Time to Move to Canada, Yet?

Time to Move to Canada, Yet? September 23, 2019
Photo by Guillaume Jaillet on Unsplash

“Alberta is close. British Columbia isn’t bad. But I think Manitoba is too far,” I said, as I explained to my wife the possible places we could move to in Canada. Saskatchewan was out of the question because I fear spelling it incorrectly.  But the topic has arisen in conversation, “Is it time to move to Canada, yet?”

Living in Idaho means living in a very conservative state, a state solidly behind the present executive branch of the United States government.  It also means that Canada is less than a day’s drive away. We could leave Boise in the morning and be in Vancouver, British Colombia or Lethbridge, Alberta by nightfall.

However, my wife – kindhearted and loving – brought me back to reality by simply reminding me that we could not move that far away from our grandsons. Ok. She won. We’re staying. I hate packing boxes anyway.

The Clash

No, not the band from the band from band from London who emerged from the punk scene in the 70s and 80’s. But the clash of expectations. The clash of ideologies and values. The clash I feel nearly every day as I overhear conversations that are racist parroting of certain cable news commentators or presidential tweets.  Yet, their song, “Should I Stay or Should I Go?” is a perfect soundtrack for these thoughts.

Yesterday, while relaxing in the dry sauna after a hard workout, a number of people began a conversation about “illegals” and how they were depleting social security benefits. It was similar to the conversations before about how the “democrat” party wants to remove all privately held guns, how the previous administration created a racial problem, how “the blacks” just need to fit in.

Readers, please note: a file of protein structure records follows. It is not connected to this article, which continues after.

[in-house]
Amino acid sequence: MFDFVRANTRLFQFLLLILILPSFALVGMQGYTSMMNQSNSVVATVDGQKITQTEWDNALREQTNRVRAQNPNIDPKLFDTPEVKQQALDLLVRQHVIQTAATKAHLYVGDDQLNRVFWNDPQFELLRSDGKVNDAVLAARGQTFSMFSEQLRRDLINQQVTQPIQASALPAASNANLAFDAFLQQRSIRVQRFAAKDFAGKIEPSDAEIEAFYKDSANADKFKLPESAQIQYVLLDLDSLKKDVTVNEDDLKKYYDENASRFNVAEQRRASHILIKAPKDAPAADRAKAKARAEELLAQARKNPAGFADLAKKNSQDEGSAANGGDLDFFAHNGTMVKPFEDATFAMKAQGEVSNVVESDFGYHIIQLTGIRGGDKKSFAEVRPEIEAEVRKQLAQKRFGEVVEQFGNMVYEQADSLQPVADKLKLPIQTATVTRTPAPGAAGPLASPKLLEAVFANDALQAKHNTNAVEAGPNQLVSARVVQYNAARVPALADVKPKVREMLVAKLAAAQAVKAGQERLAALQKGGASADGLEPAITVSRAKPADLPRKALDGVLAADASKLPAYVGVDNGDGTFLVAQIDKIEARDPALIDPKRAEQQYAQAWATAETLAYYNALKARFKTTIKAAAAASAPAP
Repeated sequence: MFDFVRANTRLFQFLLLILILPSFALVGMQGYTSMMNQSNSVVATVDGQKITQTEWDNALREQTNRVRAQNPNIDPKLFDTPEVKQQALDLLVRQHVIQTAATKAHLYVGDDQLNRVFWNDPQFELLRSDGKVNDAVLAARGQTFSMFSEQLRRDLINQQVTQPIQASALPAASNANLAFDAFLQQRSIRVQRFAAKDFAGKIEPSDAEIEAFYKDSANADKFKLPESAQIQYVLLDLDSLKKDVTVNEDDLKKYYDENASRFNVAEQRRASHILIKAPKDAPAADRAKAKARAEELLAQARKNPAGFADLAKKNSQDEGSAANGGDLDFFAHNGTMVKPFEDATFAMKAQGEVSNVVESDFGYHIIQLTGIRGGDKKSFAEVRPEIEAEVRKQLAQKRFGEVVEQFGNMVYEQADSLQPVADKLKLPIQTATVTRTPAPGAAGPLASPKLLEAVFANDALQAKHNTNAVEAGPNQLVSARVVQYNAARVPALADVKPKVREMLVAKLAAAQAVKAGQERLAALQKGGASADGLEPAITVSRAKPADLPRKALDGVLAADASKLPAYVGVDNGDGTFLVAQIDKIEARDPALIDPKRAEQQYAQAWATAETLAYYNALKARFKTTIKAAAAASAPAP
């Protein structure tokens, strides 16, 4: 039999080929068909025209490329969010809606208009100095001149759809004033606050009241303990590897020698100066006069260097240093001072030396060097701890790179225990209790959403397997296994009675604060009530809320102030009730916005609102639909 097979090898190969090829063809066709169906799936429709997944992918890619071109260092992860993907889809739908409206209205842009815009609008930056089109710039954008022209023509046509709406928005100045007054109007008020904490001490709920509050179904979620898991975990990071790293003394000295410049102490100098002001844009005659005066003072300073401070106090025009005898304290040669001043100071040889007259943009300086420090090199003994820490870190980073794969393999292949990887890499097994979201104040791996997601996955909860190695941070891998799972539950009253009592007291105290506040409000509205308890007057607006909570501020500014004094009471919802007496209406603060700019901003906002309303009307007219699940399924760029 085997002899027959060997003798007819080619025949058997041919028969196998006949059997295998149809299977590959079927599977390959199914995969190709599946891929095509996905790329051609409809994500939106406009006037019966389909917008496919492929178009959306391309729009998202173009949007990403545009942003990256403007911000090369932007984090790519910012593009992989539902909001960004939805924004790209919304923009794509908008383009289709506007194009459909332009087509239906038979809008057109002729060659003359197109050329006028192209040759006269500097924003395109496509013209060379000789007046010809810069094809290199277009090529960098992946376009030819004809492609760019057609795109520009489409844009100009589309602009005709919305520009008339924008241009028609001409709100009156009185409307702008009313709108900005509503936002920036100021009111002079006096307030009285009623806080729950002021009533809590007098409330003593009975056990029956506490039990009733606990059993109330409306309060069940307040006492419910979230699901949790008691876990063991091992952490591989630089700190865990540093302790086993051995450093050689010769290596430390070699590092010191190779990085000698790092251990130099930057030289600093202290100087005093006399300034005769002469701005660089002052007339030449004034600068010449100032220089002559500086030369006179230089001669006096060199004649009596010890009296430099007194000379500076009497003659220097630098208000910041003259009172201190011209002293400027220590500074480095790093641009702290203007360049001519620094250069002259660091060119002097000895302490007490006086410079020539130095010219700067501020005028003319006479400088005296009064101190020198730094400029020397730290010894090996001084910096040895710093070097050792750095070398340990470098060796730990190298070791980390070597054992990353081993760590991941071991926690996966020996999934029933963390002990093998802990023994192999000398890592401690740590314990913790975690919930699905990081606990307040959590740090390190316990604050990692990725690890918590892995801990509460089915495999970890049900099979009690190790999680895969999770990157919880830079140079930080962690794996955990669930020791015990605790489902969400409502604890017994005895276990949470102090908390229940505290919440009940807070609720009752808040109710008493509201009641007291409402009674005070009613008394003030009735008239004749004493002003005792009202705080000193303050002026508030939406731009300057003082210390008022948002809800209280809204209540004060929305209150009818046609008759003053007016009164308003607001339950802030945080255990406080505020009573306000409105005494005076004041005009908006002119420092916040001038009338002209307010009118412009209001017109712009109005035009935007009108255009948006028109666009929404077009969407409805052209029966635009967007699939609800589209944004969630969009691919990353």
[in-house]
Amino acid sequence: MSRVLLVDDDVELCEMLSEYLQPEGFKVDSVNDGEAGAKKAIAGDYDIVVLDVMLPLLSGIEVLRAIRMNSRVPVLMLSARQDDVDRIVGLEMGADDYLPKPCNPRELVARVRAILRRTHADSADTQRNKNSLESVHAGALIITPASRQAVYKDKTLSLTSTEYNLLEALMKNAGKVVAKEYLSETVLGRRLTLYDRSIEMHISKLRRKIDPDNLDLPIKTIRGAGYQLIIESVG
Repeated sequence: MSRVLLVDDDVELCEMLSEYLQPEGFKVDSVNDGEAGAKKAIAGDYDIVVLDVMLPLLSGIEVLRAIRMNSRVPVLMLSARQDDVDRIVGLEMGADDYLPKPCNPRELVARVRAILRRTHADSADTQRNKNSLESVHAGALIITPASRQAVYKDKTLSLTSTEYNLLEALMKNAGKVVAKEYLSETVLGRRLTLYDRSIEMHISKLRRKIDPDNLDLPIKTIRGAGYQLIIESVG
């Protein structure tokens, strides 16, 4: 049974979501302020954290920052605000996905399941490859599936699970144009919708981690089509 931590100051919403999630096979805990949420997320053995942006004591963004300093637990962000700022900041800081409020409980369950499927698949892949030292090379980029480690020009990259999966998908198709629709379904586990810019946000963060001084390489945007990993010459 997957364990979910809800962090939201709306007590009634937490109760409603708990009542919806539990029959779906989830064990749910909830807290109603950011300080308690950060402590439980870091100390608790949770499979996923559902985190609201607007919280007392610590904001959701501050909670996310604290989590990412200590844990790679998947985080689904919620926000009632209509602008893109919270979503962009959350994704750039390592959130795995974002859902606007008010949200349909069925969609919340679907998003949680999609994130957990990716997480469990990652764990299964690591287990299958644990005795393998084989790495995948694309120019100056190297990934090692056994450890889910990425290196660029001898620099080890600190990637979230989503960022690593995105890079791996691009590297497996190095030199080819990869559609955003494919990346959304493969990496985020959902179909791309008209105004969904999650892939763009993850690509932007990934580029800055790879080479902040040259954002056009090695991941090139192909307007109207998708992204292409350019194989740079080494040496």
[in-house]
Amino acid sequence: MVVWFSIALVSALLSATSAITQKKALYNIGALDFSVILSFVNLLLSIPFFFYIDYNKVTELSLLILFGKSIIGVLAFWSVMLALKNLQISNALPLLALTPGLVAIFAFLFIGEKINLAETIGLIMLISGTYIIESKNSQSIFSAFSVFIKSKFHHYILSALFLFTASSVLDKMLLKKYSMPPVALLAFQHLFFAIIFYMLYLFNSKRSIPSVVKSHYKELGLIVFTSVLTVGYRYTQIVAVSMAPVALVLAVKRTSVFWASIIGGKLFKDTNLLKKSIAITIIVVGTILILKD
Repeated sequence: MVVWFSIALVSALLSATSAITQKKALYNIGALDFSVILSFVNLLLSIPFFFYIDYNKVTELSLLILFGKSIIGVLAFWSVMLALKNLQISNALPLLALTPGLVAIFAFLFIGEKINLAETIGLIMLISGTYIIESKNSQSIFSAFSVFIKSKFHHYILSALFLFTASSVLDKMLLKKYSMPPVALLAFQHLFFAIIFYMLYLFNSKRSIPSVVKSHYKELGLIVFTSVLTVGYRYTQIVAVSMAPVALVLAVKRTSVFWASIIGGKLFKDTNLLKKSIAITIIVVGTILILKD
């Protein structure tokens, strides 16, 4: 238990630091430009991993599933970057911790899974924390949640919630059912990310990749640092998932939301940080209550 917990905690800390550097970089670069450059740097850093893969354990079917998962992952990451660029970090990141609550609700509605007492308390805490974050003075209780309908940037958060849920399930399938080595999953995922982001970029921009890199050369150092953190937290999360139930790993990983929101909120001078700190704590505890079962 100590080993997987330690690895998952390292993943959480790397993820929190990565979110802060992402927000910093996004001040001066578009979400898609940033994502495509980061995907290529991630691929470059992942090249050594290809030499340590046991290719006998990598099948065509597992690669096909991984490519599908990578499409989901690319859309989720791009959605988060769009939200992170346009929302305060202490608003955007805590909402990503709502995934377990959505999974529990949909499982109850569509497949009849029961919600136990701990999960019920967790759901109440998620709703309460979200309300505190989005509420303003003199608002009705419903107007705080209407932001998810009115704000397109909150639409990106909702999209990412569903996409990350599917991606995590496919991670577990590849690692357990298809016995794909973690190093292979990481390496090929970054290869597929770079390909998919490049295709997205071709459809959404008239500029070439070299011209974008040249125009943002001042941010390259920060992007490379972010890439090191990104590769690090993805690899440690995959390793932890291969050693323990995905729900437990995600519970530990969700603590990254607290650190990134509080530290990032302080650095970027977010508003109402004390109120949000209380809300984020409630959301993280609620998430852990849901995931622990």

I know it’s a chicken move, the idea of heading to Canada, but sometimes I want to get away from this present political and cultural madness. Maybe we could take our grandkids, too. Besides, we know a number of Canadian Mennonites we could hang out with.

Should I Stay or Should I Go?

As my wife and I talked about this, we recalled the conversations of past generations. How those avoiding the Viet Nam era draft headed to Canada and began new lives there. Much like David James Duncan’s character Everett Chance from, The Brothers K.

Facebook also has had posts and comments about moving to Canada. There have been posts responding to any one of a number of “making America great again” strategies such as: walking out on climate change agreements; backing out of the INF treaty; lining the pockets of corporate titans; separating children from parents; refusing to condemn white supremacy. I think I should stop now if I want to fall asleep at night.

In all this you greatly rejoice, though now for a little while you may have had to suffer grief in all kinds of trials (I Peter 1:6).

Dear friends, do not be surprised at the fiery ordeal that has come on you to test you, as though something strange were happening to you (I Peter 4:12).

It’s not exactly “fiery”, but it isn’t exactly comfortable. either.

Oh, Canada